Introduction

Why Focus on Responsive design and Zoom?

One of the best things designers and developers can do to design for people with low vision is create responsive designs that adapt to small screens and that allow users to zoom in.

Users with low vision frequently need to magnify the content, and may use a combination of browser zoom plus a separate screen magnifier such as ZoomText or MAGic. This course explores some of the accessibility nuances of responsive designs and zoom features.

Summary

Even though responsive design was invented primarily for small screens and mobile devices, responsive design greatly benefits people with low vision who need to zoom in on content. Zooming in reduces the amount of screen real estate available, creating conditions essentially identical to the small screens of small mobile devices.

When the screen real estate is limited, it's best if the design can adapt by becoming simpler and "slimmer," fitting in a single column, rather than in two or more columns. Text should reflow to fit the smaller screen size, and horizontal scrolling should be eliminated, if possible. In short, the design should be optimized for viewing in mobile or zoom conditions.

Resources

Deque University

Specifications

None documented

Examples

None documented

Miscellaneous

None documented

Responsive Design

Checklist - Deque

Responsive Design

  • Forms SHOULD reflow to fill most of the width of the viewport, without causing any horizontal viewport overflow.
  • Images SHOULD reflow to fill most of the width of the viewport, without causing any horizontal viewport overflow.
  • Objects/plugins SHOULD reflow to fill most of the width of the viewport, without causing any horizontal viewport overflow.
  • Tables SHOULD reflow to fill most of the width of the viewport, without causing any horizontal viewport overflow.
  • Text SHOULD reflow to fill most of the width of the viewport, without causing any horizontal viewport overflow.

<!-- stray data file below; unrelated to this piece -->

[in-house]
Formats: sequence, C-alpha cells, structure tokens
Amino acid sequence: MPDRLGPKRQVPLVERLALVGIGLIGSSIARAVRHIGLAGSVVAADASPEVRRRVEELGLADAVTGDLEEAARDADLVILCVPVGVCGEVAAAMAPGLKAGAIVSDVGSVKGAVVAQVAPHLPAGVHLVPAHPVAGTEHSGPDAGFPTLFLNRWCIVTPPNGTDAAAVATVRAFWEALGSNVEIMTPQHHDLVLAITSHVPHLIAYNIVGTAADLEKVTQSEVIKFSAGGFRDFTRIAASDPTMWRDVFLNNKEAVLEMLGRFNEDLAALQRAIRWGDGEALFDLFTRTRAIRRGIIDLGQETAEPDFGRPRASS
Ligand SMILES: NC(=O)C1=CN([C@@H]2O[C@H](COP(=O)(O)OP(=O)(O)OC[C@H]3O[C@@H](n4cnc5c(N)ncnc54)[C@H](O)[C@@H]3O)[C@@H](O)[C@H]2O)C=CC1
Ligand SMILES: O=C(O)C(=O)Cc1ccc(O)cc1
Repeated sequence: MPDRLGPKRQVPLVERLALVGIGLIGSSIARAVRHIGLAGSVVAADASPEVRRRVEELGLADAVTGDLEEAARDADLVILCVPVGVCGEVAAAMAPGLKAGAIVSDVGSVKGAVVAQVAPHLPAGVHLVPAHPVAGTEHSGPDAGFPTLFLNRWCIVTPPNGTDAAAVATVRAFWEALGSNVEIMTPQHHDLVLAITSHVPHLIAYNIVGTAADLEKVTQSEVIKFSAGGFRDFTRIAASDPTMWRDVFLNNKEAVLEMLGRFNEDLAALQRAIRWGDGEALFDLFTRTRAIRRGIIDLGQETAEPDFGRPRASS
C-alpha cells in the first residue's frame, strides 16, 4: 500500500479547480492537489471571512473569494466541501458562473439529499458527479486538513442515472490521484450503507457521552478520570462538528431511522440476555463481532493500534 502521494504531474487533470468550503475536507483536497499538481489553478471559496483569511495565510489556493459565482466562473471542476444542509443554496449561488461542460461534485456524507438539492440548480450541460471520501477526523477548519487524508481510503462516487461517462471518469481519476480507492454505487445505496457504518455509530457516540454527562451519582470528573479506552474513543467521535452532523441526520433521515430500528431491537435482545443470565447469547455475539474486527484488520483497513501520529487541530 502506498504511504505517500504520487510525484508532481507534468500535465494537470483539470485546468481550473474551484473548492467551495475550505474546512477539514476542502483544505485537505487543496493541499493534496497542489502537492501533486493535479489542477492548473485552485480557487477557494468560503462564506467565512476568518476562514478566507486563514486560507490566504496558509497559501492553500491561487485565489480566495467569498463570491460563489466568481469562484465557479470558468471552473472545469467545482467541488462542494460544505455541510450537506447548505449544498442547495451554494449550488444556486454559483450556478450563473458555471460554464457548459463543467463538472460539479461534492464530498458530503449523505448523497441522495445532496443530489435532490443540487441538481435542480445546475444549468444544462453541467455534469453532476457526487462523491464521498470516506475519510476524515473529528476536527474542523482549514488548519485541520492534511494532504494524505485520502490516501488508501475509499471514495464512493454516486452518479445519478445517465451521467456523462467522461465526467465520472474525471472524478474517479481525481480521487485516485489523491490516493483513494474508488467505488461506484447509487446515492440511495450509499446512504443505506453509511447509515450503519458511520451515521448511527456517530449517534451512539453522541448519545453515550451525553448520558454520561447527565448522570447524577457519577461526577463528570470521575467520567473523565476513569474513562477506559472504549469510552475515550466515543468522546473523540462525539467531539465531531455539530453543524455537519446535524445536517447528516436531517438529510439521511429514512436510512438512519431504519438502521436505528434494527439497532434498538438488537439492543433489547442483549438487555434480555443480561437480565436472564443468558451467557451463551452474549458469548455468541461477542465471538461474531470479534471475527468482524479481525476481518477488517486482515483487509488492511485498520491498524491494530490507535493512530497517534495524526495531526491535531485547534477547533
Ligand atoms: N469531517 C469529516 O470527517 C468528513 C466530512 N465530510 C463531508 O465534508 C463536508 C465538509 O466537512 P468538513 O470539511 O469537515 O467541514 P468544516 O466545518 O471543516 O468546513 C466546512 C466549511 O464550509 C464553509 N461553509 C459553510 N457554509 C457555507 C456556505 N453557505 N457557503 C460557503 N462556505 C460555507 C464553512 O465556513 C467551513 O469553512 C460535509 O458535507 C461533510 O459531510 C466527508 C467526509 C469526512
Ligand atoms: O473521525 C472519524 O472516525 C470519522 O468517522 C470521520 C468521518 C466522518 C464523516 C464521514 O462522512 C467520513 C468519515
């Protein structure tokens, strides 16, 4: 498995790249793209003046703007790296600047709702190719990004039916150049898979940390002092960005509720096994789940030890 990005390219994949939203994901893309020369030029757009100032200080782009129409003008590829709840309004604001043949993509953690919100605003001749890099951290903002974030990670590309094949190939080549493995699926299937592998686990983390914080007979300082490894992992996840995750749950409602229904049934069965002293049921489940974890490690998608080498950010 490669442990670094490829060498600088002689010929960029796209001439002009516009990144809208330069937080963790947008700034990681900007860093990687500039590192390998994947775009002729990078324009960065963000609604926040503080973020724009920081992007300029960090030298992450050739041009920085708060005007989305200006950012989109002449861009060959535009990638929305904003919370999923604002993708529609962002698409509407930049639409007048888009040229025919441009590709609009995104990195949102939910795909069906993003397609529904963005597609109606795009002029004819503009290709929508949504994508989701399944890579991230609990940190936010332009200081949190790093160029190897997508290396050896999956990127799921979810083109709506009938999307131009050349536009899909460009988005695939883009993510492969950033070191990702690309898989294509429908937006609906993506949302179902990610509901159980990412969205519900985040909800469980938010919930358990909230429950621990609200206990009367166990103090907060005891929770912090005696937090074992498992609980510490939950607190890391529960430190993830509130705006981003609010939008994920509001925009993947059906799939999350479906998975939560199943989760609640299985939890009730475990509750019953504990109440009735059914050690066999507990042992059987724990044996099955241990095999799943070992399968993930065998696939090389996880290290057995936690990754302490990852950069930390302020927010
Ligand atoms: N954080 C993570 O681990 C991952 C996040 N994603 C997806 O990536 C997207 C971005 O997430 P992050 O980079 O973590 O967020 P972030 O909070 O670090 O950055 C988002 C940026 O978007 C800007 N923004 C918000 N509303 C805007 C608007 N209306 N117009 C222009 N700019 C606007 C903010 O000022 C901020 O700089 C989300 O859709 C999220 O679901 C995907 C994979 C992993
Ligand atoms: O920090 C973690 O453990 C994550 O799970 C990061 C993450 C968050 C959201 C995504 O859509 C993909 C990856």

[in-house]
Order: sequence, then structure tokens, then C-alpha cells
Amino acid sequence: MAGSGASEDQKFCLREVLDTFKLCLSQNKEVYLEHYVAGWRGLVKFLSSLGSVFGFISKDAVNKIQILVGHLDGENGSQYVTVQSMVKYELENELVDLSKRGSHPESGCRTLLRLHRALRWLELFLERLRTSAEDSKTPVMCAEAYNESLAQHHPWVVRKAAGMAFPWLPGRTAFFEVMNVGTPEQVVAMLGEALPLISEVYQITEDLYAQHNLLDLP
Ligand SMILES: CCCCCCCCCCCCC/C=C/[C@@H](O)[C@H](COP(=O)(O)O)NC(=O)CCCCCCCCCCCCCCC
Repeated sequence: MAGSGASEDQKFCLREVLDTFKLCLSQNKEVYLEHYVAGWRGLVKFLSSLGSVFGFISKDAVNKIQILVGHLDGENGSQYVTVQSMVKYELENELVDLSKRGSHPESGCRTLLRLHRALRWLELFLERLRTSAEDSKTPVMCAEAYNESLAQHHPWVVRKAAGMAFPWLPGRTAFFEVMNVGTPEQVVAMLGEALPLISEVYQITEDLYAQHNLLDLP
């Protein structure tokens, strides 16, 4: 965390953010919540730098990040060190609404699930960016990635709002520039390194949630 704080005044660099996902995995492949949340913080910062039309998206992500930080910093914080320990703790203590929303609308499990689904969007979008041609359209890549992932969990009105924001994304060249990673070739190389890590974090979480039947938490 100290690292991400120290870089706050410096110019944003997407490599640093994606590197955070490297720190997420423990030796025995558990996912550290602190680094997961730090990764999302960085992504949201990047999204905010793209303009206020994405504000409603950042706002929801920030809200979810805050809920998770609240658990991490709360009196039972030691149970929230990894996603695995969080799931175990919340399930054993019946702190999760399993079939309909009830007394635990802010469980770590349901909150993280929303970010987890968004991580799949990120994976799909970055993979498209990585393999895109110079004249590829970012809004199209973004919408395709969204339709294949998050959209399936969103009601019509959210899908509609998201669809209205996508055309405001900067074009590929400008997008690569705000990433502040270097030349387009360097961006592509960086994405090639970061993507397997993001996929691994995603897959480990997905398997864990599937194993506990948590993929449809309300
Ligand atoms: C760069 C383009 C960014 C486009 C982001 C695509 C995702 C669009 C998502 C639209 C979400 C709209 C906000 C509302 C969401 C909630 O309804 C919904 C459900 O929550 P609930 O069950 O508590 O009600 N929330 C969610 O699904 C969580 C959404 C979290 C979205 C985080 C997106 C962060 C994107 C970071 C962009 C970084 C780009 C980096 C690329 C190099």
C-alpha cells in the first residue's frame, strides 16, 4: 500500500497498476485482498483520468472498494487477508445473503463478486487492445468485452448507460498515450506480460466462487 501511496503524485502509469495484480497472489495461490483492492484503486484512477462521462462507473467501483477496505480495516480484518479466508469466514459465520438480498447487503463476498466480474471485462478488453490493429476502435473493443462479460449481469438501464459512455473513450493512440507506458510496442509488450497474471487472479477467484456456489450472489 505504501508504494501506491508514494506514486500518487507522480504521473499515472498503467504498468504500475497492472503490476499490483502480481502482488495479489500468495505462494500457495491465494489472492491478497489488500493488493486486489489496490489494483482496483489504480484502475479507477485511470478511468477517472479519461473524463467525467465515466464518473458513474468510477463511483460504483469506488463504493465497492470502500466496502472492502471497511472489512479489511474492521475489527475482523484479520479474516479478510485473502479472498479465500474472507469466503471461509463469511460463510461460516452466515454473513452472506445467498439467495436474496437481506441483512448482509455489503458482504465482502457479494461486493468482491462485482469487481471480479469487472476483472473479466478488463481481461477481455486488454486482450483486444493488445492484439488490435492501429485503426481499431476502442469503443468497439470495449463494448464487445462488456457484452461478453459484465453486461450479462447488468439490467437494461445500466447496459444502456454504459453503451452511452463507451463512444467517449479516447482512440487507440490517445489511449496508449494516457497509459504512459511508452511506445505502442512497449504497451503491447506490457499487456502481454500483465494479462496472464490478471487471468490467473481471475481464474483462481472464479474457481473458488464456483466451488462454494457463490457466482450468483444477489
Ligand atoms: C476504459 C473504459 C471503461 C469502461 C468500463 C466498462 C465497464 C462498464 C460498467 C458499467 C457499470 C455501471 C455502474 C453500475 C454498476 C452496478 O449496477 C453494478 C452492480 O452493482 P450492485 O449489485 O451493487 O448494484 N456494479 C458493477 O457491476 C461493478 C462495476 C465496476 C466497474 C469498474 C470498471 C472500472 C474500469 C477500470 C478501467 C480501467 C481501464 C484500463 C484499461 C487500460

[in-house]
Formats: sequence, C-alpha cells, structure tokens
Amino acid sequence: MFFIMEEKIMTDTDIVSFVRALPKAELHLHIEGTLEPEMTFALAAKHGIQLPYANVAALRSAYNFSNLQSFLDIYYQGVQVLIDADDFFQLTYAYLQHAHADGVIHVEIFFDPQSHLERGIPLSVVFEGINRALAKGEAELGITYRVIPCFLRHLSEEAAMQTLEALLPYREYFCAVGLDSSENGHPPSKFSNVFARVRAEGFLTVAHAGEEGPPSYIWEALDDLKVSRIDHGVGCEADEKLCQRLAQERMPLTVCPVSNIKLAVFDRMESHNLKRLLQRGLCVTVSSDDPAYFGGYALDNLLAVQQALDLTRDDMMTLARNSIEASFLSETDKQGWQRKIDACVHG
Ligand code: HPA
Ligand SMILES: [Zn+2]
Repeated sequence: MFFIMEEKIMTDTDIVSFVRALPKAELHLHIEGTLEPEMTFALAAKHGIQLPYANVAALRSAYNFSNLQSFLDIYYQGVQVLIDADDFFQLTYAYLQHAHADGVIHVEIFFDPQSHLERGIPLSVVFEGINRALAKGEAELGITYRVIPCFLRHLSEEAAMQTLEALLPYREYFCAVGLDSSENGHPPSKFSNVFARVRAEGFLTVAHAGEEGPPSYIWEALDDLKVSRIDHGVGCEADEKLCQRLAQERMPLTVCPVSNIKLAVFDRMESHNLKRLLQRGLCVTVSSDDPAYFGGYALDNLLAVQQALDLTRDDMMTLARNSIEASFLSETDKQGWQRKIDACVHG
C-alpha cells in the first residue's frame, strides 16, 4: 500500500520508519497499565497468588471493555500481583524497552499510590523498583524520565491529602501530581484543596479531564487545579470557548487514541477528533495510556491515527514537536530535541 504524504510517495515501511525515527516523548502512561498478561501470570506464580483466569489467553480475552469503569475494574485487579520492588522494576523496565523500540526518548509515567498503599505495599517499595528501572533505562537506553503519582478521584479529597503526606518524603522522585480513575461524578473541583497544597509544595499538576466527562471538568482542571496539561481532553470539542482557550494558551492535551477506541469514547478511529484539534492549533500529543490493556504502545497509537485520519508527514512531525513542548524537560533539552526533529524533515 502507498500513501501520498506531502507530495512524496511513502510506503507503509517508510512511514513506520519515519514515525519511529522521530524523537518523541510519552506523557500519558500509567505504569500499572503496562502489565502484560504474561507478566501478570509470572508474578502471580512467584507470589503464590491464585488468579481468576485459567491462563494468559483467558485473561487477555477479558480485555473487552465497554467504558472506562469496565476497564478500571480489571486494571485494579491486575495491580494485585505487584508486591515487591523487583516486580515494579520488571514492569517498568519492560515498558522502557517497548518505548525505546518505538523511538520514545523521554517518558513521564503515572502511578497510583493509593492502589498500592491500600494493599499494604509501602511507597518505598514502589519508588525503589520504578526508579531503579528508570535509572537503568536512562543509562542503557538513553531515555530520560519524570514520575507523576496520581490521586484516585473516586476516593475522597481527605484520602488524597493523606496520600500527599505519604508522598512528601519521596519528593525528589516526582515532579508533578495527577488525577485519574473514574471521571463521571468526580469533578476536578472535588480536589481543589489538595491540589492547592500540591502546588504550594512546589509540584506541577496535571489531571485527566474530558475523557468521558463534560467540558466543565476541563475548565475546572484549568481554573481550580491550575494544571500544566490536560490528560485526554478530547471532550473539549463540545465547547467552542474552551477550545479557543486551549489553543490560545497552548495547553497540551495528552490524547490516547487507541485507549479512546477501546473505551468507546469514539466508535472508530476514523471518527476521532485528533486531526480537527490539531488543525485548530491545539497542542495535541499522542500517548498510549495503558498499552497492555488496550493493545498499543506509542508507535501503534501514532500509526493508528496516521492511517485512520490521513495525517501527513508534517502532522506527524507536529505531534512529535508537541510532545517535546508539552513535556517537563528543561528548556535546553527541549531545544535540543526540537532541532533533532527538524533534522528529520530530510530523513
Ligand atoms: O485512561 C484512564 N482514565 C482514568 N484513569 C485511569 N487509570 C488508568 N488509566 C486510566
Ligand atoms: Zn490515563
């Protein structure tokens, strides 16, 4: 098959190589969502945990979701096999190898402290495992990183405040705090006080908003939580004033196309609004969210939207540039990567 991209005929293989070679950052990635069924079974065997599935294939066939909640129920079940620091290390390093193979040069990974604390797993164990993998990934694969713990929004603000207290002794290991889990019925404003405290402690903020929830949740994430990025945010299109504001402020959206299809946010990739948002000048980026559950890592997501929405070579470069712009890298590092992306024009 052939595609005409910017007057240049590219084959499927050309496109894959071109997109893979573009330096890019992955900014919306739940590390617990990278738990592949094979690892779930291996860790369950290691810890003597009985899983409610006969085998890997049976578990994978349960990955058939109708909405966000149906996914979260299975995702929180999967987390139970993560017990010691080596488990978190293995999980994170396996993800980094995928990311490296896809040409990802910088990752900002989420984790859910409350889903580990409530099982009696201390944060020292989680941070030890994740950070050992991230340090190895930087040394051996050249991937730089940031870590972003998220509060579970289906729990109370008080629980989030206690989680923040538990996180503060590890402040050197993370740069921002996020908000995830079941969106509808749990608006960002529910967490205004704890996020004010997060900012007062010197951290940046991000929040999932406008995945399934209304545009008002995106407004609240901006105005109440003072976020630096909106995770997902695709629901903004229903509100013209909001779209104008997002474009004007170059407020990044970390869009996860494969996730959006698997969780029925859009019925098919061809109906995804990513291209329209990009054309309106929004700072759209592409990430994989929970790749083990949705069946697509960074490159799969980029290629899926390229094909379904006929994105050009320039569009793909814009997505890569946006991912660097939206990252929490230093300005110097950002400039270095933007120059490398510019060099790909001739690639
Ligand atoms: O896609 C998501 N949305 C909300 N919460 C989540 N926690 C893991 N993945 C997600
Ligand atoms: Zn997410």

• UI components SHOULD reflow to fill most of the width of the viewport, without causing any horizontal viewport overflow.
  • Video elements SHOULD reflow to fill most of the width of the viewport, without causing any horizontal viewport overflow.
  • Features of the content MAY be simplified, reduced in size, or eliminated when magnified or when viewed on small viewports.
  • Features of the interface SHOULD be simplified, reduced in size, or eliminated when magnified or when viewed on small viewports.

Download Summary & Checklist

Tips & Tricks

  • When using default browser zoom on a desktop, just like it happens for re-sizing the viewport, media queries are triggered showing the tablet or mobile version.
  • This is often used by people with low vision so never assume the mobile version is only seen on a mobile.

Jump to:

Guidelines

Practice

WCAG Annotations

Try all the ways for using a responsive web app with Good/Bad site

Design Annotations

None documented

Zoom

Checklist - Deque

Text zoom:

  • The page SHOULD be functional when only the text is magnified to 200% of its initial size.
  • The page SHOULD be readable when only the text is magnified to 200% of its initial size.

Mobile zoom:

  • The page MUST allow users to zoom in on mobile devices.

Magnification visual quality:

  • Text SHOULD magnify losslessly, or with minimal visual degradation, to retain readability.
  • Icons and graphics SHOULD magnify losslessly, or with minimal visual degradation.

Download Summary & Checklist

Tips & Tricks

  • When using default browser zoom on a desktop, just like it happens for re-sizing the viewport, media queries are triggered showing the tablet or mobile version.
  • This is often used by people with low vision so never assume the mobile version is only seen on a mobile.
  • When people zoom in on parts of the page, with or without assistive technology, it's likely they are not aware of changes on other parts of the page. Design and code in a way to inform all users of these changes.

Touch / Click Target Size

Checklist - Deque

Touch / Click Target Size

  • The click/touch target size SHOULD be large enough to facilitate easy use with a finger, without risking activating an adjacent link or button.

Download Summary & Checklist

Tips & Tricks

None documented

Jump to:

Guidelines

Resources

Specifications

None documented

Examples

None documented

Miscellaneous

None documented

Practice

WCAG Annotations

None documented

Design Annotations

None documented